Bonifacio added that Manong Junior served as a father figure to him and his fellow workers. “As a mentor, he gave us artistic freedom to explore. He allows us to express our creativity, but he would appraise our works and rectify what we’ve done wrong in a very patient way,” said Bonifacio.

Being a backstage crew has its share of ups and downs. Sometimes, several productions are scheduled simultaneously, with everything happening all at once. When these happen, the workload could become overwhelming for the crew.

“There was a time when work piled up. We didn’t know what we should do first. My mind went blank, and I just cried. But after that, I return to work as if nothing happened,” said Ignacio.

Amado Bonifacio III prepares the scale model with his mentor Mang Junior.

Bonifacio noted a similar experience. “Even if we don't want to, the nature of the work forces us to be workaholics. Things could get stressful and tiring, but we love what we are doing. That’s why we are still here.”

For both, work does not feel like work. They find fulfillment in seeing what they worked hard for and pour their hearts into on the stage.

For Ignacio, her biggest achievement to date was creating the now-iconic eye balloon for Cinemalaya 2019. The artwork was displayed at the CCP Main Building Grand Staircase and became an instant hit as an Instagrammable spot among film enthusiasts. She also did the realistic-looking bibingka and puto bumbong props for Tuloy Ang Pasko. These feats involved trials and errors, and hearing the compliments and receiving recognition made it all worth it for her. She says, “Manong Junior always tells us, not to be afraid to keep trying and make mistakes.”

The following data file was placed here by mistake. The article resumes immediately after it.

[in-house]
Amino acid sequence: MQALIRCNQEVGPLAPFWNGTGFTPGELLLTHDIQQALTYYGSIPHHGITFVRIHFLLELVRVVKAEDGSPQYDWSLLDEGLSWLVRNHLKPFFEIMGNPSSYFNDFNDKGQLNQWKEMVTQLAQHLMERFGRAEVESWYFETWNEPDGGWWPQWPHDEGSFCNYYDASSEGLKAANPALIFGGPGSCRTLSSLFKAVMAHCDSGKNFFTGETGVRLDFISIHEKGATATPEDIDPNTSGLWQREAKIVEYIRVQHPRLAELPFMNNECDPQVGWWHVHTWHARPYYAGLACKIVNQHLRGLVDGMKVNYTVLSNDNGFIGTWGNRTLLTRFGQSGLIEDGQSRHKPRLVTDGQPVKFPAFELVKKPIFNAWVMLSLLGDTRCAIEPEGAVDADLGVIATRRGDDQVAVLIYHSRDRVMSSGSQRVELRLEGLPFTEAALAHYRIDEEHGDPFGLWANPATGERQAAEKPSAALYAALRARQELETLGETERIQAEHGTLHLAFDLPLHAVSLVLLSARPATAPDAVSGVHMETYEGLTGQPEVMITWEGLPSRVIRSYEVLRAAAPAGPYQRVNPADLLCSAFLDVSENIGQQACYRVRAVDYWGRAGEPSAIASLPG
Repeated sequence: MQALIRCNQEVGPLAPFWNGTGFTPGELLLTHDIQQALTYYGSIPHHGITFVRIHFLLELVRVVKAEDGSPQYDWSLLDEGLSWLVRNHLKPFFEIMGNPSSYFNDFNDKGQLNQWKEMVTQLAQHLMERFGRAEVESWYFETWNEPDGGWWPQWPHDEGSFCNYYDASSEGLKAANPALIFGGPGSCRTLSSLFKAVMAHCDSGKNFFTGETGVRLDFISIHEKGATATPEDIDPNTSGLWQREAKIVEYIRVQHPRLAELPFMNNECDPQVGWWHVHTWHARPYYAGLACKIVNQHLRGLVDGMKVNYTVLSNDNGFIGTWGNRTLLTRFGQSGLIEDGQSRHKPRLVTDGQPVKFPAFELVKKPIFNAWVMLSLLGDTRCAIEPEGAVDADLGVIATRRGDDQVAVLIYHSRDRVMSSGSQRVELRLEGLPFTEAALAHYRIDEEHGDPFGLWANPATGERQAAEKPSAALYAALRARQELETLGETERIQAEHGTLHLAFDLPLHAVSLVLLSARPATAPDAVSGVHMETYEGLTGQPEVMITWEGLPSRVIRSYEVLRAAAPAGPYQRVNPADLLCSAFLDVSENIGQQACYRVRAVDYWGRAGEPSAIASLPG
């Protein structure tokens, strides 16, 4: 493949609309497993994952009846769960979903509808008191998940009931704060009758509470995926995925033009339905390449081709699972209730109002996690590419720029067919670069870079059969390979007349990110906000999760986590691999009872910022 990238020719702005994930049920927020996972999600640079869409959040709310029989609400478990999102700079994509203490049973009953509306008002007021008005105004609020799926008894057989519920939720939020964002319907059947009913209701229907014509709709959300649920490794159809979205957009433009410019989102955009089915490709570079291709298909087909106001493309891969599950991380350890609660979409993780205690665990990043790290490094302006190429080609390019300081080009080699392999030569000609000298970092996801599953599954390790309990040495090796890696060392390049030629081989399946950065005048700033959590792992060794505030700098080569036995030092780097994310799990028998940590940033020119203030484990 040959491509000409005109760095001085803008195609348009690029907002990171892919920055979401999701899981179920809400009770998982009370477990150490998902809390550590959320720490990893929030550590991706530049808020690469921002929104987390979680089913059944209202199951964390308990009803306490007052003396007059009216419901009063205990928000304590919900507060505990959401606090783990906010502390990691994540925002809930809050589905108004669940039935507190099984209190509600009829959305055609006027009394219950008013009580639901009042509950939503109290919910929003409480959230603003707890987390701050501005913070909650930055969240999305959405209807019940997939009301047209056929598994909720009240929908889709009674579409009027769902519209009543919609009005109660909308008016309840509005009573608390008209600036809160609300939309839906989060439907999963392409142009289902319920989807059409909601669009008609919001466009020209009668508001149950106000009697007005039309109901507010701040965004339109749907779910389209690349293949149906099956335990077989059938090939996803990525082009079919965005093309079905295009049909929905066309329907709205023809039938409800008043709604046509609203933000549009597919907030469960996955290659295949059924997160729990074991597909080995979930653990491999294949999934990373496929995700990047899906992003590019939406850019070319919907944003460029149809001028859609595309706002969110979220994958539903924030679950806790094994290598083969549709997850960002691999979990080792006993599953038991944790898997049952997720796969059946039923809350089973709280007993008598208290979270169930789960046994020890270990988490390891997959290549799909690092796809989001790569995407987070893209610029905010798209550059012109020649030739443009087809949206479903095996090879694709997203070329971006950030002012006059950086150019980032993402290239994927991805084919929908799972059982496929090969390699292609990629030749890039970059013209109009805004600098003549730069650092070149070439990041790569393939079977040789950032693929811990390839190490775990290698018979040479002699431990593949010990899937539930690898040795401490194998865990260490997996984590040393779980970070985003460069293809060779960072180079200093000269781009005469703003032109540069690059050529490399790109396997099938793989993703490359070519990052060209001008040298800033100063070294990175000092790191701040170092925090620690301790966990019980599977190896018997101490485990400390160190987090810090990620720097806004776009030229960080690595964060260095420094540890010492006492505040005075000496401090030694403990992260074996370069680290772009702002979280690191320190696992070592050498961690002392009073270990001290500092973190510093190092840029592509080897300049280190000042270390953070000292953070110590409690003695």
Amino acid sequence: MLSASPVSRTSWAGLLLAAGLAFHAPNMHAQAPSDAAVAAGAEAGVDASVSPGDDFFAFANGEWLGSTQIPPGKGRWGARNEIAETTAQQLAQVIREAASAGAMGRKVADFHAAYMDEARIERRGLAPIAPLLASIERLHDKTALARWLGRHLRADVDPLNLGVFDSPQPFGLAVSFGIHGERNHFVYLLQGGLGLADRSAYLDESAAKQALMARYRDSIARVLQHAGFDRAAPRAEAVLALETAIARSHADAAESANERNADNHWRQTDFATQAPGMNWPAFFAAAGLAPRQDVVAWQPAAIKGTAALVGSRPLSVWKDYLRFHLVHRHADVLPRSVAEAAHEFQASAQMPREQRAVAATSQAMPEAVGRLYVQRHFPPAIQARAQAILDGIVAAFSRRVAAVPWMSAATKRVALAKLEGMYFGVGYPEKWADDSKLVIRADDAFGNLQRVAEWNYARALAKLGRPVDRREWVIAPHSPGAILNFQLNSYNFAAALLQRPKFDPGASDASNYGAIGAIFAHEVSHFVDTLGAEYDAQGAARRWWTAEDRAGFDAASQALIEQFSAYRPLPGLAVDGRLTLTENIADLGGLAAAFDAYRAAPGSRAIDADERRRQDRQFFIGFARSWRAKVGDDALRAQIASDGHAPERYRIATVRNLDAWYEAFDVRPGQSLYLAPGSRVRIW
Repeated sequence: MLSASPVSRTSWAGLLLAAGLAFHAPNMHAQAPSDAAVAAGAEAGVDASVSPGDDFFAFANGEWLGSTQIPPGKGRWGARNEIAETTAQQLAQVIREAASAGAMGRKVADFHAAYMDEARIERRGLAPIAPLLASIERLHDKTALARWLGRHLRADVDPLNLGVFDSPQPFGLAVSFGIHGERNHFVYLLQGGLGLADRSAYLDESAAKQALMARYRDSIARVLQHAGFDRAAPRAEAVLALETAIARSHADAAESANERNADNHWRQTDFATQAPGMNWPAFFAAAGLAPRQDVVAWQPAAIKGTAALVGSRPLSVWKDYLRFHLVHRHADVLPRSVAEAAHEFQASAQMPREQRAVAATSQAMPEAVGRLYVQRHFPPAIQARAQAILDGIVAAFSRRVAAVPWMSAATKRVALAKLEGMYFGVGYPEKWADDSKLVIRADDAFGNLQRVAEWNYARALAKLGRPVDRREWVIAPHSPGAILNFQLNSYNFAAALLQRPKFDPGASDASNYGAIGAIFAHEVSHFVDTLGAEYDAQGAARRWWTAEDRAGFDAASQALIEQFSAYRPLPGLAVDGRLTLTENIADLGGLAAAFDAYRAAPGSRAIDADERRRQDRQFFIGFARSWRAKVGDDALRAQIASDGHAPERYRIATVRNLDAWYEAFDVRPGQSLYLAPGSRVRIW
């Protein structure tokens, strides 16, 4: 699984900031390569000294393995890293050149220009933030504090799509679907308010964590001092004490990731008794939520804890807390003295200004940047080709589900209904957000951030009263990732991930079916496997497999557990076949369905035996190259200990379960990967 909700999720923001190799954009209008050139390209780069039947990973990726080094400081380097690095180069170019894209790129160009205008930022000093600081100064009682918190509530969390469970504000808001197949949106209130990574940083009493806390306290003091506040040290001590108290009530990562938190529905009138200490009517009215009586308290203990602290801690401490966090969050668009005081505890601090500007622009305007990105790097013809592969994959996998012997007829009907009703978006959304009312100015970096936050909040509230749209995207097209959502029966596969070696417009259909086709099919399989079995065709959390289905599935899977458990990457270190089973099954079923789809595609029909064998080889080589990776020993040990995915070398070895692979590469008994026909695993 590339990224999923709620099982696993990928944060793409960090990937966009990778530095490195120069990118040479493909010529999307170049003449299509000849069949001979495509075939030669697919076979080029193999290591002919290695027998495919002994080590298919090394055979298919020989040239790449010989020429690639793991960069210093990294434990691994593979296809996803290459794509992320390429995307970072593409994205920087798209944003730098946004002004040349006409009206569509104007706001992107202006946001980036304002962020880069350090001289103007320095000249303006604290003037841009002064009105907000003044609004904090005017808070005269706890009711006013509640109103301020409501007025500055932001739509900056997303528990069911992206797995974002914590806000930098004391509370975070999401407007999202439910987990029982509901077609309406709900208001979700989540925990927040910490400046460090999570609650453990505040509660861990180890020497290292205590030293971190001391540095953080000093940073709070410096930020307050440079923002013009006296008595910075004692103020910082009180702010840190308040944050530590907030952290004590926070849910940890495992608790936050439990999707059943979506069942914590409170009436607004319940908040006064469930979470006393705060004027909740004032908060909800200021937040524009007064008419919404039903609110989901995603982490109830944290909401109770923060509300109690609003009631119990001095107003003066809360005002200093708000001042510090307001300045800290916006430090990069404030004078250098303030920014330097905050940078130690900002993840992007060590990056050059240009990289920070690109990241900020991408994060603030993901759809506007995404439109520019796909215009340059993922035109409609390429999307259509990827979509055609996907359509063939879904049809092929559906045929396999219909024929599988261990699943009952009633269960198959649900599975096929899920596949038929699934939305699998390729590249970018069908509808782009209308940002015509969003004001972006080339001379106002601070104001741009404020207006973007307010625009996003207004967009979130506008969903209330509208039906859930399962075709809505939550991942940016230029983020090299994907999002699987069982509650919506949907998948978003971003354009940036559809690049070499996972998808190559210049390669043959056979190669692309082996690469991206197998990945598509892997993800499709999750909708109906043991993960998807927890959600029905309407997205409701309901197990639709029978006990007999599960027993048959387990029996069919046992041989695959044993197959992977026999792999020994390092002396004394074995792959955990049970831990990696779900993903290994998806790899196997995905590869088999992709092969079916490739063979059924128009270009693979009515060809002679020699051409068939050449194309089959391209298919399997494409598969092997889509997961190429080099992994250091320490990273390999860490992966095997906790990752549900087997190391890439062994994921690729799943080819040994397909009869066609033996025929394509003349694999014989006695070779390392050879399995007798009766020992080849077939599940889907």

Francisco M. Galvero Jr., with his apprentice Annie Ignacio, preparing the set for a ballet production

Bonifacio, who takes pride in his work with the Art House Cinema Facade decor and Sinag: Festival of Lights, reveals that he doesn’t see himself as an artist. It was only when his mentor Manong Junior recognized him as an artist that he started pondering his work.

Working behind the scenes, they know that backstage work is rarely recognized. But they hope things will change for the better. At the Cultural Center of the Philippines, the people behind the scenes are just as important as the people performing on the stage.

The CCP pays homage to these unsung heroes through a series of mini-documentaries by filmmaker Joseph Mangat, titled Backstage Pass. Launched during Cinemalaya 19, the second installment features scenic painter, Manong Junior, who had been working on sets for various CCP productions since the early 1980s. The first release featured the technical theater crew in the lights and flying sections.

Audience members are oblivious to the men and women working backstage behind the scenes. The Backstage Pass series puts the spotlight on them; with more features planned covering the CCP film technicians, sound crew, and costume custodians, as well as venue booking and front-of-house operations. The series also gives viewers a glimpse of the lesser-known careers in cinema and theater work.